“We are blessed with this opportunity. To have an owner that is up for the challenge and a manufacturer that will support the extra effort necessary is really special,” said Mike Beam, President of GMS Racing, in a press release. “It’s great to have these two talented young men back behind the wheel for us and to have the extra attention on the Truck series is great.”

Kyle Busch: $100K Truck Series bounty is a losing proposition

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Kyle Busch doesn’t believe any full-time Cup Series driver will attempt to claim the $100,000 bounty placed on him last week by Kevin Harvick and Marcus Lemonis.

Harvick and Lemonis, the CEO of Truck Series sponsor Gander RV & Outdoors, said they’d award that bounty to any full-time Cup Series driver who is able to beat Busch in any of his four remaining Truck Series starts this year.

Busch, who has won the last seven Truck races he’s entered, sees the challenge as a losing investment, especially if someone attempted it in one of Kyle Busch Motorsports’ Toyotas.

Thursday on the Barstool Sports’ “Rubbin’ is Racing” podcast, Busch said it costs $140,000 to rent one of his Trucks for a race.

“Right off the bat (it’s a losing proposition),” Busch said. “It’s not going to happen. Nobody is going to pay the 140 grand to rent a truck, whether it’s from me or from somebody else. (Show co-host Clint) Bowyer didn’t tell you the fact he can’t even rent a truck from me because I’m a Toyota team and he drives for a Ford team. So he has to go find a Ford truck in order to drive. So there’s those complications that fit into all of this, too.”

Denny Hamlin, Busch’s teammate at Joe Gibbs Racing, expressed his interest in the bounty, as well Richard Childress Racing’s Austin Dillon, who said he was “working on” a deal.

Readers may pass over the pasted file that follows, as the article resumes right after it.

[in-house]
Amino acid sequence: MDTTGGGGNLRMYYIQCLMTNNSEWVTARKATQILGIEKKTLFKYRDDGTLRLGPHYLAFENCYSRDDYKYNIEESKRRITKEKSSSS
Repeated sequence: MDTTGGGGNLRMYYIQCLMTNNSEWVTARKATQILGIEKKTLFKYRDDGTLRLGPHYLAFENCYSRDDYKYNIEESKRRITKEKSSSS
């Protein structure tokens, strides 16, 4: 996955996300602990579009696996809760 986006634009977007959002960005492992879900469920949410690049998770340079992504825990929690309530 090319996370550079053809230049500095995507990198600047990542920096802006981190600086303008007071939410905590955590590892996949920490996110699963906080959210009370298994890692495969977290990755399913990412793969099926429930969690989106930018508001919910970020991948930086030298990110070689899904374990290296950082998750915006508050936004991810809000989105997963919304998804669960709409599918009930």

After his win last Friday at Las Vegas Motor Speedway, Busch’s four remaining Truck Series starts are:

March 14 at Atlanta Motor Speedway

March 20 at Homestead-Miami Speedway

March 27 at Texas Motor Speedway

May 30 at Kansas Speedway.

If no one beats Busch, the bounty will go to the Bundle of Joy Fund, the organization founded by Kyle and Samantha Busch that helps couples who require fertility treatments to conceive.

NASCAR America presents MotorMouths at 5 p.m. ET

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Today’s episode of NASCAR America’s MotorMouths airs from 5-6 p.m. ET on NBCSN.

Marty Snider hosts and is joined by Kyle Petty, Steve Letarte and Nate Ryan.

James Hinchliffe will call into the show to discuss his new role as an analyst for NBC’s coverage of IndyCar, Indy Lights, IMSA and NASCAR.

You can call into the show via 844-NASCAR-NBC or submit your questions/comments via Twitter using #LetMeSayThis.

If you can’t catch today’s show on TV, watch online at http:/nascarstream.nbcsports.com. If you plan to stream the show on your laptop or portable device, be sure to have your username and password from your cable/satellite/telco provider handy so your subscription can be verified.

Once you enter that information, you’ll have access to the stream.

Click here at 5 p.m. ET to watch live via the stream.

Auto Club Speedway’s old surface provides ‘moving target’ for drivers

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Auto Club Speedway has a lot of character.